How do LEDs Increase Efficiency?


LEDs, or light-emitting diodes, are far more energy efficient than traditional incandescent, halogen, fluorescent, and high-intensity discharge light bulbs. They are sometimes referred to as ‘instant on’ lights because they don’t require time to warm up before they reach their full strength like incandescent and other bulbs do.


When lighting large areas, such as processing plants or manufacturing facilities, energy costs can be enormous. Changing the type of lighting used can shave off a lot of money from a company’s energy bill. For instance, LEDs consume less than 80% of the electricity of traditional incandescent bulbs! Imagine the cost savings of just making this one switch.


How LEDs Work

There are several reasons why LEDs are a much more cost-effective and energy-saving option for manufacturers than traditional incandescent bulbs, and it comes down to the way LEDs actually work and produce light.


First, LEDs pass electrons through a semiconductor that doesn’t have a filament, which means that the bulbs don’t get nearly as hot as incandescent bulbs, which emit light as a current is passed through the metal inside of them and heat up the metal.


Light from LEDs is produced in a variety of colors without giving off a lot of glare and can be turned on and off without depleting the bulb’s lifespan, unlike fluorescent or incandescent bulbs. This means that the lifespan of an LED is much longer compared to that of other traditional bulbs.


Advantages of LEDs

LEDs are more cost effective, energy saving, create a lighter footprint on the environment, are more durable and have a longer lifespan than the traditional standard filament, halogen and fluorescent bulbs.


The price of LEDs when they first came onto the market were expensive, but over the years they have gone down in price dramatically. Some LEDs have operating lifespans of 70,000 hours, which is a whopping ten times longer than traditional light bulbs!


So, while some LEDs may be more expensive than traditional bulbs, the cost savings is seen in the extended lifespan of the bulb.


LEDs do not contain filaments like regular light bulbs do, so they can withstand vibrations and external shocks much better, and can even be exposed to moist environments like outside in snow and rain without going dead. This makes them more durable and longer lasting.


LEDs can also be super compact in size and still pack quite a punch in terms of brightness and light intensity. This is great for manufacturing facilities that have small spaces that are hard to reach, but need to be well lit. Since the lifespan of LEDs is much longer, they won’t need to be changed as often, which can be difficult in hard-to-reach small spaces.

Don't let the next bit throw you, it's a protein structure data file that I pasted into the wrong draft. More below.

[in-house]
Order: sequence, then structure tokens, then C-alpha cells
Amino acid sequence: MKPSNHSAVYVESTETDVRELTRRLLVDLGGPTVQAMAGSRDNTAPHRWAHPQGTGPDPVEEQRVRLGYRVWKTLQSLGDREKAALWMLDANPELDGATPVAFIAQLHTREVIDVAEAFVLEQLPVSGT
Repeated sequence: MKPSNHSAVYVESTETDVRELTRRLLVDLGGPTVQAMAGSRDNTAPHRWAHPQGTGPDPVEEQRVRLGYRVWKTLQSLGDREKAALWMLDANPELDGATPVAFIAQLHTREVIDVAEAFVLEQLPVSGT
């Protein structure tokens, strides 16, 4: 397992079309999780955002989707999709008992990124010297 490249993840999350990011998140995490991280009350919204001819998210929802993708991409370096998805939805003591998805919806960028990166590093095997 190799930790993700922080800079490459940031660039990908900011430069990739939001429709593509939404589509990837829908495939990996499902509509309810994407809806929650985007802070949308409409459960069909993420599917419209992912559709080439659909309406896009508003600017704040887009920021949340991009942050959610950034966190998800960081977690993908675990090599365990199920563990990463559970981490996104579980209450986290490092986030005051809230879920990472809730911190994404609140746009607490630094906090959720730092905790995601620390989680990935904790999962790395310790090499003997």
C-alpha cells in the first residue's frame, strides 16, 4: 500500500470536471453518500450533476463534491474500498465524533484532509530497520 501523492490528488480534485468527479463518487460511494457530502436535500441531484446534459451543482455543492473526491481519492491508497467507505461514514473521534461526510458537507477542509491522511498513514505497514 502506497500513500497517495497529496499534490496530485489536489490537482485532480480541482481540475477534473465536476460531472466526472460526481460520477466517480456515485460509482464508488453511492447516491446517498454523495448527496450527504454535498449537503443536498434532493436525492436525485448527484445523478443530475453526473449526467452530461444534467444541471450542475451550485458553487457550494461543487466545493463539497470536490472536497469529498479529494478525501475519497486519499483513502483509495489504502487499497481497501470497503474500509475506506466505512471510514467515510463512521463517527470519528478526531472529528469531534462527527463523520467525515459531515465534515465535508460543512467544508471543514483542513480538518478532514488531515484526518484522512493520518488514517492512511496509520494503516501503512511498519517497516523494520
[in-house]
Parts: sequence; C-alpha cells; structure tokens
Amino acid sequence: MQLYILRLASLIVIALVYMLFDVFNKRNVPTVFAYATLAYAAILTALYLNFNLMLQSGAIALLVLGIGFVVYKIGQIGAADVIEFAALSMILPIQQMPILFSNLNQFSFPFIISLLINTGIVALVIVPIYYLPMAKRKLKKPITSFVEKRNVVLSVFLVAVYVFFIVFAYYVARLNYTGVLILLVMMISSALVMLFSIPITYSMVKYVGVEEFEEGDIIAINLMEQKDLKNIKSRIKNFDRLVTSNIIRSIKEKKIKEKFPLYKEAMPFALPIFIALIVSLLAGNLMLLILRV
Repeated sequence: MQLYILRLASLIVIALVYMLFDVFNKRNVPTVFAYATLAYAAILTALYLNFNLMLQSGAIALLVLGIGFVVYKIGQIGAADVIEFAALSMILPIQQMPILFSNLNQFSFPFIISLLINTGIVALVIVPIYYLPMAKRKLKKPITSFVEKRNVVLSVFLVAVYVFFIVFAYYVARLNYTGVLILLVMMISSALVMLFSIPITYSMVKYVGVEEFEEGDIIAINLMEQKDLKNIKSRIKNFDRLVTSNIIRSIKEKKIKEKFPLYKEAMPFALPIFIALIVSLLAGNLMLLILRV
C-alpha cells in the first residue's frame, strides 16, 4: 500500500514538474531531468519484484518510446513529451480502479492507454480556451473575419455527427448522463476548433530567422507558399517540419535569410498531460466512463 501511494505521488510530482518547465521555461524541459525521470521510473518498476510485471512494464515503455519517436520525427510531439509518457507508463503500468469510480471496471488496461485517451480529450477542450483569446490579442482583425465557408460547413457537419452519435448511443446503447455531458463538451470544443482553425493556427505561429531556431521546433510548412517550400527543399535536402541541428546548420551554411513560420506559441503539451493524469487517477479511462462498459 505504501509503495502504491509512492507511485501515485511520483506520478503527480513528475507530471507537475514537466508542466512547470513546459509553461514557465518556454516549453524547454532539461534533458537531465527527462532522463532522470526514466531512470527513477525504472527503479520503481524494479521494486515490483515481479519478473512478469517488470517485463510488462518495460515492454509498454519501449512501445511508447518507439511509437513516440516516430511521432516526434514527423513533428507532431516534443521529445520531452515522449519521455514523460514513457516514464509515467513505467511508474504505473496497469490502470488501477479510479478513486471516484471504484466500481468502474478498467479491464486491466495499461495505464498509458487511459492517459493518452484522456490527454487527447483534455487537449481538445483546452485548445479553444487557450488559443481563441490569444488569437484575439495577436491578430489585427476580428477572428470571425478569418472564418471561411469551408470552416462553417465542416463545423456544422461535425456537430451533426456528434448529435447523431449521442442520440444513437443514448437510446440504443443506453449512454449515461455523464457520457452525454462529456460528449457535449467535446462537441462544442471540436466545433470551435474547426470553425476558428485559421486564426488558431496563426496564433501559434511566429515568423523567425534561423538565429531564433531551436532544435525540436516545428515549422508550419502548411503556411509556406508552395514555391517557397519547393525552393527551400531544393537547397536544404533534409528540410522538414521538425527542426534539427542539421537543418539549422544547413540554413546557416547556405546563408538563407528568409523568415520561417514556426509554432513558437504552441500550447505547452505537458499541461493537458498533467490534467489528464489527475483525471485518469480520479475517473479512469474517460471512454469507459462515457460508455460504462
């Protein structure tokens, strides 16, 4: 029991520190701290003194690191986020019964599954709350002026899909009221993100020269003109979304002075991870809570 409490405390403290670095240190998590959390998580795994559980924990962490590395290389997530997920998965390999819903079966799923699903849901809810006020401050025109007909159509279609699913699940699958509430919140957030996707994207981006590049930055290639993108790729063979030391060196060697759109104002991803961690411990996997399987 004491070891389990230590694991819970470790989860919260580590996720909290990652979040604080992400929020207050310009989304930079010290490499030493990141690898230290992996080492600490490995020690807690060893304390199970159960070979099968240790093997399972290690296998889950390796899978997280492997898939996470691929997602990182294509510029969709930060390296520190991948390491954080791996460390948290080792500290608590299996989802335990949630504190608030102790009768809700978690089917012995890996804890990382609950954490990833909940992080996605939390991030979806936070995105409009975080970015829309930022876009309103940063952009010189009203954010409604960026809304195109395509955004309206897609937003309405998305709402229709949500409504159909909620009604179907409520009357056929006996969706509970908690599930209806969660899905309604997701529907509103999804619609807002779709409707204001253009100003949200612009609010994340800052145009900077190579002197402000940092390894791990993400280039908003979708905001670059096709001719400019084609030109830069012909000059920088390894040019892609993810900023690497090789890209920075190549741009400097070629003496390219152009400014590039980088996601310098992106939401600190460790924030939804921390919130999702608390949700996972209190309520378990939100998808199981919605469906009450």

These energy-efficient lights also come in a variety of colors, which is great for emergency exit signs, signaling and warning signs, and other specialized lighting that is necessary in manufacturing or processing facilities.


While some manufacturers are sticking with traditional fluorescent and high-intensity discharge lighting, others are seeing the value of LEDs beyond their energy efficiency. The long lifespan of LEDs makes them almost maintenance-free, which can be just as valuable as the cost savings.


Example Cost and Environmental Savings

Financial cost effectiveness isn’t the only reason manufacturers should think about switching to a more energy efficient lighting system. The environment suffers greatly when big companies and manufacturers use resources that use a lot of energy, which can cause large amounts of carbon emissions that damage the ozone and environment. LEDs are a great way to light large industrial and commercial spaces while creating a much lighter footprint on the environment.


An energy company called E.ON was on a mission back in 2017 to replace much of the lighting in its buildings with LEDs in order to save 178 tonnes of carbon emissions each year, as well as pay for itself in savings over the course of only seven years.


When thinking of energy efficiency, a traditional 50-watt halogen bulb uses only 10pc of the electricity it actually consumes for producing light. However, LEDs are much more efficient. If commercial buildings that use halogen bulbs switched to LEDs, the energy bill would be reduced by 90pc.


The industrial and commercial sectors consume a lot of energy just in operating the facilities, so the environmental cost can be great. However, LEDs are eco-friendly as they don’t contain mercury or other dangerous and harmful gasses, and they do not emit harmful UV rays. This can be an issue with fluorescent bulbs when broken.


The large footprint that these sectors have on the environment should be concern enough to switch to more energy-efficient solutions. A 13-watt LED bulb emits 68pc less carbon dioxide than a standard 40-watt incandescent bulb while running 10 hours per day. Over time, large consumption of energy via lighting systems in these facilities can be done with a much lighter environmental footprint if LED lights are used instead of traditional lights.

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